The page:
3. Know Thyself
Just as important as knowing your reader is to know yourself. Publishing a regular newsletter is a time-intensive process, and many people underestimate the time required to create a first-rate publication. Things get easier once you've developed a rhythm, and have created templates for recurring information or shortcuts for using your publishing tools.
Be sensitive to the risk of burnout. In the first few weeks or months of producing your newsletter, the euphoria of creating something new, and the satisfaction of seeing your subscriber list grow, makes burnout seem like a remote possibility. But after time, the necessary rote repetition of certain housekeeping tasks, as well as the discipline required to produce the newsletter on a regular schedule, will start to wear on you. If you sense burnout coming on, don't fight it-scale back for a while until your normal enthusiasm returns. Publishing a newsletter is a marathon, not a sprint, and you need to learn to pace yourself accordingly.
4. Create Content, Not Advertising
All too often, companies offer "newsletters" that are nothing more than come-ons to visit the corporate Web site. In the days when banner advertising provided a meaningful revenue stream, this strategy made sense: Get the reader to click through so that an ad impression could be served. Newsletters using this "click here for more" approach work to draw traffic to a site in much the same way as a search engine does. But readers have become more sophisticated, and want more.
"Search engines are important ways to get people to your site initially," says Danny Sullivan, editor of the Search Engine Watch Newsletter. "Once they come, you want to ensure they return. An excellent way to do this is via a newsletter. However, if you don't offer decent content in your newsletter, it will become nothing but an annoying promotional email."
Obligatory disclosure: I work for Search Engine Watch, so I'm about as far from unbiased as you can get about the publication. But it's no accident that Sullivan's newsletter reaches more than 170,000 subscribers, thousands of whom also pay an annual premium for a members-only version. Though Search Engine Watch carries ads, it's the content that draws-and keeps-readers.
Sullivan thinks that all too often, companies make the mistake of creating "newsletters" that are nothing more than thinly veiled marketing messages with no meaningful content. "For instance, today I got my regular email from one of the airlines I've flown with. I've been getting this thing for months now, since I registered my frequent flyer account with them online. It never provides me with any useful information-no tips on flying, no decent travel-related news, nothing but a few promotions that I'm never interested in.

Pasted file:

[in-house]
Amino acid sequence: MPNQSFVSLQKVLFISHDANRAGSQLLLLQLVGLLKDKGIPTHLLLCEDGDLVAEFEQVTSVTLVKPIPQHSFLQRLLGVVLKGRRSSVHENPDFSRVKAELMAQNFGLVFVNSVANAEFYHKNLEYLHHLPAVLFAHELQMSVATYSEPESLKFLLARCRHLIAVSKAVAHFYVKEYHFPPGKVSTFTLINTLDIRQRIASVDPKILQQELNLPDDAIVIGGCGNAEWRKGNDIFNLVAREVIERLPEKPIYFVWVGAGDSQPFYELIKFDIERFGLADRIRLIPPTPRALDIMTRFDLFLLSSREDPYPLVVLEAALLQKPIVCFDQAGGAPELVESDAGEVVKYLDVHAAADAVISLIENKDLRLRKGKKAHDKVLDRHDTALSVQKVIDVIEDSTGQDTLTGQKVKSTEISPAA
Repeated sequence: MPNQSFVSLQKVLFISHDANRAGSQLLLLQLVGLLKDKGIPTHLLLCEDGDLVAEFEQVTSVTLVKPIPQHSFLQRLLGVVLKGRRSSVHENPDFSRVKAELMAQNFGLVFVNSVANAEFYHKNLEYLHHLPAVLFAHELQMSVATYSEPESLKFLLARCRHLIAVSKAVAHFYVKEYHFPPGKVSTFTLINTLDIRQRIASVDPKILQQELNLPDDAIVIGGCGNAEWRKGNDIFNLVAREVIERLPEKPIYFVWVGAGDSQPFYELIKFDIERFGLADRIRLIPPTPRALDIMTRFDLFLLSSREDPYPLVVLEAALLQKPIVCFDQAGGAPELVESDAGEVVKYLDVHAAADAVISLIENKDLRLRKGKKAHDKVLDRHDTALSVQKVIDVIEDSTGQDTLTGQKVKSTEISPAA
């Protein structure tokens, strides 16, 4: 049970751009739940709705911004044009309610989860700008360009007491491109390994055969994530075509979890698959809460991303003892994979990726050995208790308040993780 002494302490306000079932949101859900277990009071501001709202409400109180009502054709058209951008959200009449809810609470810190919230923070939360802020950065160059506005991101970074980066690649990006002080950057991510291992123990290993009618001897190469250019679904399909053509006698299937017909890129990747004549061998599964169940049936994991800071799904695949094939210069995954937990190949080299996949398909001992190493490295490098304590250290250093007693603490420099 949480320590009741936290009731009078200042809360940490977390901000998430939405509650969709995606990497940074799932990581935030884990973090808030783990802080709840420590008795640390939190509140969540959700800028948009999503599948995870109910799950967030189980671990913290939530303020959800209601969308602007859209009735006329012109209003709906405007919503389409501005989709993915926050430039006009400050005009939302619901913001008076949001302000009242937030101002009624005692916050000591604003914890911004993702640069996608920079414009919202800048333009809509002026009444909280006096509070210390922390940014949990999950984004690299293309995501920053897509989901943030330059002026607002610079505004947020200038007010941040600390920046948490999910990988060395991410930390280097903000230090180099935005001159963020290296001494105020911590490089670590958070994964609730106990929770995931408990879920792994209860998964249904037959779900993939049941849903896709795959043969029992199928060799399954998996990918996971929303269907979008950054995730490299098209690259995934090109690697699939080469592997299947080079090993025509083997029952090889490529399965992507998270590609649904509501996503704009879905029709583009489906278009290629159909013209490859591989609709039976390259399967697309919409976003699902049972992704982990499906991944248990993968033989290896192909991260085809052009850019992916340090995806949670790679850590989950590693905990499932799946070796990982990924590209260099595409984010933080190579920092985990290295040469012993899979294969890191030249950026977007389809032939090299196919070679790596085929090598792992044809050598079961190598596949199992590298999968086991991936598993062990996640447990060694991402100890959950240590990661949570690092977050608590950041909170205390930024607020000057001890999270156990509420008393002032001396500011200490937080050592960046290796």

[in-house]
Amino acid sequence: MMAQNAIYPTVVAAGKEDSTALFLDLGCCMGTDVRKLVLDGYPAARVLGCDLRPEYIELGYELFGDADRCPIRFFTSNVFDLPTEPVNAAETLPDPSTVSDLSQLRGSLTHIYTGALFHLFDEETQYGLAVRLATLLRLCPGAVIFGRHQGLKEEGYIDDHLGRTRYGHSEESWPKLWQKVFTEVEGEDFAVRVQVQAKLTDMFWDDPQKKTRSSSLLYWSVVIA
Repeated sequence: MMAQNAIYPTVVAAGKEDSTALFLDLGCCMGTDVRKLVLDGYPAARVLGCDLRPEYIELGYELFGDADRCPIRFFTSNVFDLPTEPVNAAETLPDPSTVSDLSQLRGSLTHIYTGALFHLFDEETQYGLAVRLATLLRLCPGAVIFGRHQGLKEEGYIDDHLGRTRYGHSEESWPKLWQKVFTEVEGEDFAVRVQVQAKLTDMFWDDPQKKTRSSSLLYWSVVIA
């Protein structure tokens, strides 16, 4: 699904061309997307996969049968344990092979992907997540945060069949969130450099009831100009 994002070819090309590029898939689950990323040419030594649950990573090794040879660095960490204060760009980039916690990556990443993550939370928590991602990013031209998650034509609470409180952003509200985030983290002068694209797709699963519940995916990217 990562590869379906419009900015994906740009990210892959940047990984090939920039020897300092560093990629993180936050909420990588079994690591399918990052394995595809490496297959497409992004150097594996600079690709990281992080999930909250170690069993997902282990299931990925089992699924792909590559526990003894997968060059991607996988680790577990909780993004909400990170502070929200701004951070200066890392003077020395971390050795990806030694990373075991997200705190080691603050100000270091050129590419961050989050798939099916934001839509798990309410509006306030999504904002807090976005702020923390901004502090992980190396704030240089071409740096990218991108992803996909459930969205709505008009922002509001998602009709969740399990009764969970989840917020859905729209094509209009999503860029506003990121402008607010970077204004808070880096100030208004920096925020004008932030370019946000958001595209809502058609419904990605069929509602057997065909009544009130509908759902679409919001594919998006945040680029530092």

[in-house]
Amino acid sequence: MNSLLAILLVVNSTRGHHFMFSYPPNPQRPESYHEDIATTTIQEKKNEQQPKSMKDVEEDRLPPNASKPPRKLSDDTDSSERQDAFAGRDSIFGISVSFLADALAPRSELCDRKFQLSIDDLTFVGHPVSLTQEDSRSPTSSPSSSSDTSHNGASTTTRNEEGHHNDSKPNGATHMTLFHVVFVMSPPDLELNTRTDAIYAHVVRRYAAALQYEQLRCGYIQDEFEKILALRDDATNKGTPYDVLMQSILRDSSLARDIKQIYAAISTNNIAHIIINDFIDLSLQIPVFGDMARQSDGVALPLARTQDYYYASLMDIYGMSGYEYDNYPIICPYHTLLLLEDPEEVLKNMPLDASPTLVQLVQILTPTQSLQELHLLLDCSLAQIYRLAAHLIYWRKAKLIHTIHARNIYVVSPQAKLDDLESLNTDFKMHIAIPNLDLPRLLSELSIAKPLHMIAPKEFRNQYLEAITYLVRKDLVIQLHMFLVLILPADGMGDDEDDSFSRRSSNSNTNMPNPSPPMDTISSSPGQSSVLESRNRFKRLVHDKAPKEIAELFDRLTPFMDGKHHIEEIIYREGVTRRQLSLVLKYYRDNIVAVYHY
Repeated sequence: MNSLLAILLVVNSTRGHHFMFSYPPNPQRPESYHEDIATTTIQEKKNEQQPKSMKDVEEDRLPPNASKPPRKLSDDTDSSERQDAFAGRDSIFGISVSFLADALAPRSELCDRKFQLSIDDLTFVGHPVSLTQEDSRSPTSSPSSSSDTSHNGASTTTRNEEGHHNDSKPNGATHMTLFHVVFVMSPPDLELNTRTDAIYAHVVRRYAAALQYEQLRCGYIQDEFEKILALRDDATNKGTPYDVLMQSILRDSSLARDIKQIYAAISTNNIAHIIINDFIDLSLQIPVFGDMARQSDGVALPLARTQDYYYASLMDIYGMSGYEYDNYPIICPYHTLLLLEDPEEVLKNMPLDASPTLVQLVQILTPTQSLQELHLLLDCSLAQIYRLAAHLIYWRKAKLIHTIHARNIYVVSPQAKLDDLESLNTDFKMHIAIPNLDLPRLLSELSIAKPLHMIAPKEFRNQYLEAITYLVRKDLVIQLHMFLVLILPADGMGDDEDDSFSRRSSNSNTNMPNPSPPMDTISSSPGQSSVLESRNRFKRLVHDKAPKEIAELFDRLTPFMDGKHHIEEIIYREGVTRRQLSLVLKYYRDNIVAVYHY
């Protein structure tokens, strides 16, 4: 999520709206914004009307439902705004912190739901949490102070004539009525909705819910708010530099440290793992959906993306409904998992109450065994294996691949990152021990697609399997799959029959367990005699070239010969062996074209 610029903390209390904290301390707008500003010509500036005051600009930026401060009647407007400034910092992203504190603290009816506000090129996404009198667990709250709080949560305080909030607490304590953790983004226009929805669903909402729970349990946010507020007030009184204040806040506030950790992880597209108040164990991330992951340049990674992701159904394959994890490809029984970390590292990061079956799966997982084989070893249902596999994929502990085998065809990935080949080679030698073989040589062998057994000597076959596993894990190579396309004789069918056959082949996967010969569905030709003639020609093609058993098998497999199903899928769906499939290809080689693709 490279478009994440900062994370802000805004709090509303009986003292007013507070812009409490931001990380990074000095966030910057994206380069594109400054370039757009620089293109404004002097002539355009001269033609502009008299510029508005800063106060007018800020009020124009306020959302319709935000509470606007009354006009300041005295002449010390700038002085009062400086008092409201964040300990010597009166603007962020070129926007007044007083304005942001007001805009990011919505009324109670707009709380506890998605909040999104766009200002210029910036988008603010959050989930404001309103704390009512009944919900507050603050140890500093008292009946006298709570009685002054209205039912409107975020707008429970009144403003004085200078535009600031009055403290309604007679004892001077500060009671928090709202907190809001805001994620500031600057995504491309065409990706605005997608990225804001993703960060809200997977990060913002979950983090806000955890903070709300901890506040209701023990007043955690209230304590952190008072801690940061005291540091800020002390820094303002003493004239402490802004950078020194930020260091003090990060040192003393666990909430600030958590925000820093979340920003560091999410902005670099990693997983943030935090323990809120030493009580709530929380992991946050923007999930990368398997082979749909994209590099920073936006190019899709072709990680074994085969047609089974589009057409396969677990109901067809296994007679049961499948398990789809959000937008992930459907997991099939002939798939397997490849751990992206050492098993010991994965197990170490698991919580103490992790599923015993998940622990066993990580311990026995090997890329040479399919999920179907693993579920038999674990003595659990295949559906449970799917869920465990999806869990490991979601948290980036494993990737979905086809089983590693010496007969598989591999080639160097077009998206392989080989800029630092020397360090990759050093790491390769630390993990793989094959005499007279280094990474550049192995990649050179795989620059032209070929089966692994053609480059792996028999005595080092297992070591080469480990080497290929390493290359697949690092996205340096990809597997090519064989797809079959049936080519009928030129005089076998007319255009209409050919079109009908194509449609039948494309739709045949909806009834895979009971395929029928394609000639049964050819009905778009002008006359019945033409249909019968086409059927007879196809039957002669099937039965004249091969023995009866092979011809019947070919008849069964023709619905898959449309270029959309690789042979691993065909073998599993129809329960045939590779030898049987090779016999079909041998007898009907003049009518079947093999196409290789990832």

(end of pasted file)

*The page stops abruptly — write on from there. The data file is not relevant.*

"Finally, I'd had enough and unsubscribed. Now this airline no longer has the ability to reach out to me. Had they put just a little more thought and effort into their newsletter, they might have kept that channel open," says Sullivan.
5. Promote, Promote, and Promote Some More!
"It was harder than expected to generate a lot of new signups for our newsletters," says Traffick's Goodman. "We do get a steady flow of them, mainly from our Web site, but at a certain point we had to take more direct action to find subscribers. Most publishers won't be satisfied by the trickle of signups they get."
How do you promote your newsletter? Beyond the obligatory but very viral "please forward this newsletter to a friend" message that should be a part of every issue, one of the best and least expensive ways to promote your newsletter is to use the Web. Submit details of your newsletter to specialized directories like EZine Universe and BestEzines.com. Consider writing guest articles for magazines and Web sites in related subject areas-and include a link to your signup page.
Perhaps the most powerful means of promoting your newsletter on the Web is to publish an online version that includes a Rich Site Summary (RSS) of the contents. Creating RSS data is a simple way to get headlines from your newsletter included with newsfeed providers such as Moreover. When your headlines are picked up by these services, they are automatically served to the hundreds or even thousands of Web sites that offer "news" to their readers.
"RSS is very important for a newsletter like mine, because of the wide variety of subjects I cover," says Tara Calishain, editor of Research Buzz. "If I covered swimming pools, then RSS wouldn't be as necessary, because I'd know my audience and my audience, eventually, would know me. But in one of my newsletters, I might cover a golf resource, a newspaper resource, and a medical resource. Moreover can take those headlines and drop them into the appropriate categories, reaching people that I'd have no way of reaching otherwise (well, not without a lot of expense and effort.) People reading RSS headlines (using AmphetaDesk or whatever) can skim my headlines and jump immediately to the articles that interest them."
And, if they like what they read, they will subscribe to your newsletter with the convenient link you provide at the end of each article.